“Historic” standards projected to increase fuel economy to the equivalent of 54.5 miles per gallon have been finalized, the White House announced Tuesday.
The standards for cars and light-duty trucks, issued Tuesday during the Republican National Convention by the U.S Department of Transportation and the U.S. Environmental Protection Agency, contain a model year 2025 target, according to information released by the White House.
The Obama administration estimates its national program to improve fuel economy and reduce greenhouse gas emissions will save U.S. consumers more than $1.7 trillion at the gasoline pump, and reduce domestic oil consumption by 12 billion barrels.
“These fuel standards represent the single most important step we’ve ever taken to reduce our dependence on foreign oil,” President Barack Obama said via a news release. “This historic agreement builds on the progress we’ve already made to save families money at the pump and cut our oil consumption.”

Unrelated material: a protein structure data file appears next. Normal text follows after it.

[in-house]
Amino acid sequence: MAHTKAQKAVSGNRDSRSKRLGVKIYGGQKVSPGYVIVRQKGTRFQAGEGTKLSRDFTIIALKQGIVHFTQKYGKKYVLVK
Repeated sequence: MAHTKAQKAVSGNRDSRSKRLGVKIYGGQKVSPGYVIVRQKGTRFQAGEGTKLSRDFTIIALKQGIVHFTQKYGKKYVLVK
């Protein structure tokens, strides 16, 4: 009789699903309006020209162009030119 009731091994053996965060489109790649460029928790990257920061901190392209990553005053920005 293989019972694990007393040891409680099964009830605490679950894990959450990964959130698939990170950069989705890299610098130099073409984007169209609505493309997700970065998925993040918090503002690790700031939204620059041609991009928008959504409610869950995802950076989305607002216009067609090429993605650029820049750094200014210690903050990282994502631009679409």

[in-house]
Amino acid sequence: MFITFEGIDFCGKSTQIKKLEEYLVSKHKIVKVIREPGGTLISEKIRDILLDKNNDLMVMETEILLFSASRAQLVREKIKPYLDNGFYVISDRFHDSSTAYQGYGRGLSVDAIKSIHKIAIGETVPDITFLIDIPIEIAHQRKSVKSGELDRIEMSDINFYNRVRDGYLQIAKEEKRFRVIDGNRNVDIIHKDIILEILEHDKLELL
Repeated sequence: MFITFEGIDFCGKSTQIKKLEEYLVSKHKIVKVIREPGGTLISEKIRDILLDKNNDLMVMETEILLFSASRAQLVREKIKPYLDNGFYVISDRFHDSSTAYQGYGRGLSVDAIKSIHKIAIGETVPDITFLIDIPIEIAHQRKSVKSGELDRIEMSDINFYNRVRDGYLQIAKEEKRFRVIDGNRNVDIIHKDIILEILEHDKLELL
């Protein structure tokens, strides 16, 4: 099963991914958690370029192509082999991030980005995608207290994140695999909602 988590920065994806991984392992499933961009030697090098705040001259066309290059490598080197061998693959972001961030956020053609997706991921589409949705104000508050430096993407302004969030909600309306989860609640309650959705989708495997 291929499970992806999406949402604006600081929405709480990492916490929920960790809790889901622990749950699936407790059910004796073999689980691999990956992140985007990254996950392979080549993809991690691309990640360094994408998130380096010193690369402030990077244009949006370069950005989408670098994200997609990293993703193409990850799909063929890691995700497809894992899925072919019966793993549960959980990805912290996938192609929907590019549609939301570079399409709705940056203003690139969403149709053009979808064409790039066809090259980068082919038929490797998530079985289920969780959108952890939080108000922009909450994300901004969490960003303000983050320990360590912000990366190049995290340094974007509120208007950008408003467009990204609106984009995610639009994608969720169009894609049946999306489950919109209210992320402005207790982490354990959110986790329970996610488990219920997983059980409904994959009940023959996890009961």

Obama said the standards will strengthen the nation’s energy security and help create an economy that will last.
On Aug. 21, in a letter to the Obama administration, members of the U.S. House Committee on Oversight and Government Reform and its Subcommittee on Regulatory Affairs stated the rulemaking process violated the spirit — and possibly the letter — of the law. The members urged that the rule be returned to the agencies for further consideration of “its adverse consequences to consumers and the economy.”
They alleged that “by initiating public comment only after the secret deliberations had produced an agreement, the Administration effectively predetermined the outcome of the rulemaking.” They stated a committee staff report showed how the administration selectively favored domestic over foreign automakers.
In 2011, federal agencies jointly proposed a rule that would tighten average fuel economy for light-duty vehicles including cars, sport utility vehicles, pickup trucks, minivans and crossover utility vehicles made from 2017-2025.
Last year, 13 major automakers, which together account for more than 90 percent of all vehicles sold in the United States, announced their support for the new standards.
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